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Labors of love

John HartForeman David Jefferis feels the heat Thursday on John Woolman Lane, west of Grass Valley, while working for Hansen Bros. Enterprises.
ALL | GrassValleyArchive

People work for a lot of reasons besides a paycheck<a feeling of accomplishment, the chance to help others, the pride that comes from a job well done. For Labor Day, The Union asked four people what their jobs mean to them.

One turkey sandwich, a bottle of iced tea and a banana.

When it’s this hot out, that’s about all David Jefferis can stand.



“You get pretty sick of this by the end of the summer,” Jefferis admitted as he sat under the shade of a tree at the former John Woolman School, just far enough away from the backhoes and earthmovers he drives as a construction foreman for Hansen Bros. Enterprises.

The lunch break under the cool branches helped to dry the sweat off his brow. In minutes he’d be back to work, atop a bulldozer widening a crushed-rock road from 12 to 18 feet.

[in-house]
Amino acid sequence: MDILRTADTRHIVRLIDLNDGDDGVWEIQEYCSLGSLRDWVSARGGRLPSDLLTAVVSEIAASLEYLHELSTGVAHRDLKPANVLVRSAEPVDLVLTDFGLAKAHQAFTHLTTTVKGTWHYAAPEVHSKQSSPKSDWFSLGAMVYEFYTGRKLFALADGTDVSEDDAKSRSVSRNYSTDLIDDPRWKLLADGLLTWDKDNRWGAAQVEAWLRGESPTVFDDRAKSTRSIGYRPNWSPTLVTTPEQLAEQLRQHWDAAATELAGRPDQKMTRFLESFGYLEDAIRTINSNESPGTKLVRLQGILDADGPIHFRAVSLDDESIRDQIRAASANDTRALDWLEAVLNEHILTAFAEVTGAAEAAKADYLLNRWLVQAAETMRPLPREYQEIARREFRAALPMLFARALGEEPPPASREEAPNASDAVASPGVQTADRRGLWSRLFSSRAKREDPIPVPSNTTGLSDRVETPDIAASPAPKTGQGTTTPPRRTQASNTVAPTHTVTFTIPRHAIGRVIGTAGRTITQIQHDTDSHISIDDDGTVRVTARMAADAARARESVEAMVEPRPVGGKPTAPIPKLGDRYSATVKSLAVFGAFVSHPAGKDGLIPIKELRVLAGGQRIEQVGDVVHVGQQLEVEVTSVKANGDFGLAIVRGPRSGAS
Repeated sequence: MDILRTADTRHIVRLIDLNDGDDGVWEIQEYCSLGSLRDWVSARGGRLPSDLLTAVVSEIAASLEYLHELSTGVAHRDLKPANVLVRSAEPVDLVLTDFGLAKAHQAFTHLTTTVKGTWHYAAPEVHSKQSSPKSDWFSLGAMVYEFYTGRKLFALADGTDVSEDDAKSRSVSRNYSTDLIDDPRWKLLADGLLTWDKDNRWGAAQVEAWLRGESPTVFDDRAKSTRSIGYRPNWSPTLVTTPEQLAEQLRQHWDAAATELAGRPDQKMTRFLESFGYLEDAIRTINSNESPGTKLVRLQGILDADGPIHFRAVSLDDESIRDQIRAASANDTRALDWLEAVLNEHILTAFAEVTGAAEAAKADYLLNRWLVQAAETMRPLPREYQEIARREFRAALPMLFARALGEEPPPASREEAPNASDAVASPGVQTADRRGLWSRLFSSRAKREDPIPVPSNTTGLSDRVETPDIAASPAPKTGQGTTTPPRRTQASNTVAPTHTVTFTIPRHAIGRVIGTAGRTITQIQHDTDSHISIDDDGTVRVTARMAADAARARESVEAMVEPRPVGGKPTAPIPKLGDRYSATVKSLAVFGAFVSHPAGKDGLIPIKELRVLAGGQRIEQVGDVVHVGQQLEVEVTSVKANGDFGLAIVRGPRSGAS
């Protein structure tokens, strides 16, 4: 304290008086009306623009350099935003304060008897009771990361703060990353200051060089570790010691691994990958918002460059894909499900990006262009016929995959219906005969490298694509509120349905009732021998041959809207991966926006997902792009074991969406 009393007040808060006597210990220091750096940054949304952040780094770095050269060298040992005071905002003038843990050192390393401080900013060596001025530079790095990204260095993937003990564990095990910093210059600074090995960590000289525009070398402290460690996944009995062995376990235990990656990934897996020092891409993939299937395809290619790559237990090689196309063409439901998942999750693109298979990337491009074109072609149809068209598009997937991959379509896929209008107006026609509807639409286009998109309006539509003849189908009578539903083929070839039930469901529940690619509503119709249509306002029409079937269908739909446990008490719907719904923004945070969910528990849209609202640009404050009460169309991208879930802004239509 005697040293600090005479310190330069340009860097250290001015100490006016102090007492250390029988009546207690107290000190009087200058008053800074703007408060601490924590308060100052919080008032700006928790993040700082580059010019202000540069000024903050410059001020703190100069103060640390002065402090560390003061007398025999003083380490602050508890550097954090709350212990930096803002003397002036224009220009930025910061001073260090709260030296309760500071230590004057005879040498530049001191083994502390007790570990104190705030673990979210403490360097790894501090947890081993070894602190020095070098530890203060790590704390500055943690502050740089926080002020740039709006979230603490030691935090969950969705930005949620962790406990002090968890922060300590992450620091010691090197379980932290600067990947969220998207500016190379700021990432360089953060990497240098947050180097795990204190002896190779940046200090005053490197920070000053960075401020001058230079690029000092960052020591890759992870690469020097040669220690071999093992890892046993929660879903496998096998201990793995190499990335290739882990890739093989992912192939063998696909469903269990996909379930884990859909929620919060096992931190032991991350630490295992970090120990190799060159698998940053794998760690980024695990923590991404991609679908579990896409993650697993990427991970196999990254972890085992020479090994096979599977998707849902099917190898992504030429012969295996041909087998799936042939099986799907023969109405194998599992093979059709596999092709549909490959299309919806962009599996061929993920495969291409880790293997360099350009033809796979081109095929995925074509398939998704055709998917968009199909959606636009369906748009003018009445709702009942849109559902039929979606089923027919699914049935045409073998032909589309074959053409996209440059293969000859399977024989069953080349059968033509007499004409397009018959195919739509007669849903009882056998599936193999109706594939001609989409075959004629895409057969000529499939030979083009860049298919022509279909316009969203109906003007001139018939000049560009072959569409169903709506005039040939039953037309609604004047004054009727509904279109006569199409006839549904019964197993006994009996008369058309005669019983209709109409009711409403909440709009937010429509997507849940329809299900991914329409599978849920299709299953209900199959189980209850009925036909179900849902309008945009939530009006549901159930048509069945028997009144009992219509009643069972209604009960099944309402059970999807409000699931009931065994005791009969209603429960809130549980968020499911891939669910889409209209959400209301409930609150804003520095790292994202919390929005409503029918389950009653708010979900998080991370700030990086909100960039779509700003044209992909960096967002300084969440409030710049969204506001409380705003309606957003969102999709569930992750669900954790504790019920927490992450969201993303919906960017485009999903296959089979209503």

“I’ve been doing this job since right out of high school,” said Jefferis, 39, a married father of two small children who lives in Chicago Park. “I’m quite fortunate that I can work at a job that I truly enjoy. It’s all I know. I would do this job even if I didn’t have to.”

Jefferis plans to spend today at the river, taking a break from his 55- to 60-hour workweek. “It’s just going to be nice to spend some quality time with the kids,” he said, tugging on his soiled Caterpillar hat.

He does the bulk of his work in the hottest months of the year, when there’s no threat of rain or snow.

Jefferis’ wife is a paramedic for Sierra Nevada Memorial Hospital’s ambulance service. Like most who don’t live off trust funds, Jefferis would like to see a few more zeros in his paycheck.

“I make a good living, but it’s hard to make it with house payments and all.”

Co-worker Justin Sanders, 22, isn’t shy about praising his boss.

“Dave knows what he’s doing,” Sanders drawled while munching on a sandwich and adjusting his lawn chair. “He takes the time to explain things.”

Jefferis plans to start his own road and land-grading business next year. When he does, he’ll have his current employer to thank.

He said Hansen Bros. owner Orson Hansen is “a good man. He’s been good to my family.”


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